Review of The Maid Servant’s Story

Arranged MarriageThe Maid Servant’s Story is a part of a compilation of short stories called Arranged Marriage, by Chitra Banerjee Divakaruni, the author of The Mistress of Spices. This story is a typical example of meta-narrative. The maternal aunt exemplifies her disapproval of the colour orange for the bridal outfit of her niece by relating an unfortunate tale about a family which hires a maid servant who supposedly wrought devastation on the family.

The title, in my opinion, should imply the content of the short story. But the title of this story is misleading in a way that it seems to suggest a story narrated by the maid servant rather than a story about the maid servant. Moreover, it is unclear till the end as to why and how a maid servant could impact so tremendously on the mistress so as to bring about the drastic change in the latter’s personality.

There are four women characters and one male character in the story, each of whom are given equal importance so much so that it becomes difficult to decide as to who is the main protagonist – the indifferent and morose mother, the sophisticated, America-returned Manisha, the intrusive but concerned observer, Deepa mashi (aunty) or the dark, sensual, intelligent maid servant.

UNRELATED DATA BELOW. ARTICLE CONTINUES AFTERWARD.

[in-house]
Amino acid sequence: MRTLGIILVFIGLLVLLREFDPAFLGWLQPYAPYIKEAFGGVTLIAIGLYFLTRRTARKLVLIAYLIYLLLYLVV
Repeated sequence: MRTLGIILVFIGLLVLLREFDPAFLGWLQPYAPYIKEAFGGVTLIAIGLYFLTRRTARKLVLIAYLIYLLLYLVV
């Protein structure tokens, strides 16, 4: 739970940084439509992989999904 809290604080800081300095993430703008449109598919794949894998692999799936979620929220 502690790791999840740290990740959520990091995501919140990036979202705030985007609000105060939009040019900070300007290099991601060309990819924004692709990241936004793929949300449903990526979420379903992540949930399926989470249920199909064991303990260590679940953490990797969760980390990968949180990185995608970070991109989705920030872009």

Another conspicuous fact about the story is that the narrator and niece, Manisha, is unable to Chitra Banerjee Divakaruniconvey the crux of the story with clarity. The wife’s recognition of the infidelity of the husband which might have led her to develop a cold attitude, the companionship between the wife and the maid servant and their sudden separation, the niece’s realisation of her family background and the consequent detachment of her mother from her – any of these issues can be said to be the core aspect of the story.

On the whole, the story was very verbose, vague and unnecessarily melodramatic in certain places. However, the other short stories in the same book are not as unclear as this one. Keep a lookout for the review of The Palace of Illusions, a phenomenal rendition of the Mahabharata, from Draupadi’s point of view.

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